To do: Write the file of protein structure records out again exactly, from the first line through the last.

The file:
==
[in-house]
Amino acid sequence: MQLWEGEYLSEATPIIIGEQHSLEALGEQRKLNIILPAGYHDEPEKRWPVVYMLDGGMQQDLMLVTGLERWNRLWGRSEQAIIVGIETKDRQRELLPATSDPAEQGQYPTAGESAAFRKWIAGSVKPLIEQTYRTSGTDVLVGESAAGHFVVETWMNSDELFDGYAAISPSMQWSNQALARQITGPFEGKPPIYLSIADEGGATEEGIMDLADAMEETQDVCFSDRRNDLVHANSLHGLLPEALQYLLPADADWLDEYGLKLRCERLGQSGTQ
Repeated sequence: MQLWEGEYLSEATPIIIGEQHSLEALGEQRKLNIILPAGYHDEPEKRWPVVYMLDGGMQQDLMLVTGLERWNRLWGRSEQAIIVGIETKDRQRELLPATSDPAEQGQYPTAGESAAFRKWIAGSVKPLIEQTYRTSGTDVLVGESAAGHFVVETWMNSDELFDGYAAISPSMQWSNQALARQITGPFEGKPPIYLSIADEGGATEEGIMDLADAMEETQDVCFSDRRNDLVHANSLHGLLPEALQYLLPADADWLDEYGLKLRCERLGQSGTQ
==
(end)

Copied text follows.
[in-house]
Amino acid sequence: MQLWEGEYLSEATPIIIGEQHSLEALGEQRKLNIILPAGYHDEPEKRWPVVYMLDGGMQQDLMLVTGLERWNRLWGRSEQAIIVGIETKDRQRELLPATSDPAEQGQYPTAGESAAFRKWIAGSVKPLIEQTYRTSGTDVLVGESAAGHFVVETWMNSDELFDGYAAISPSMQWSNQALARQITGPFEGKPPIYLSIADEGGATEEGIMDLADAMEETQDVCFSDRRNDLVHANSLHGLLPEALQYLLPADADWLDEYGLKLRCERLGQSGTQ
Repeated sequence: MQLWEGEYLSEATPIIIGEQHSLEALGEQRKLNIILPAGYHDEPEKRWPVVYMLDGGMQQDLMLVTGLERWNRLWGRSEQAIIVGIETKDRQRELLPATSDPAEQGQYPTAGESAAFRKWIAGSVKPLIEQTYRTSGTDVLVGESAAGHFVVETWMNSDELFDGYAAISPSMQWSNQALARQITGPFEGKPPIYLSIADEGGATEEGIMDLADAMEETQDVCFSDRRNDLVHANSLHGLLPEALQYLLPADADWLDEYGLKLRCERLGQSGTQ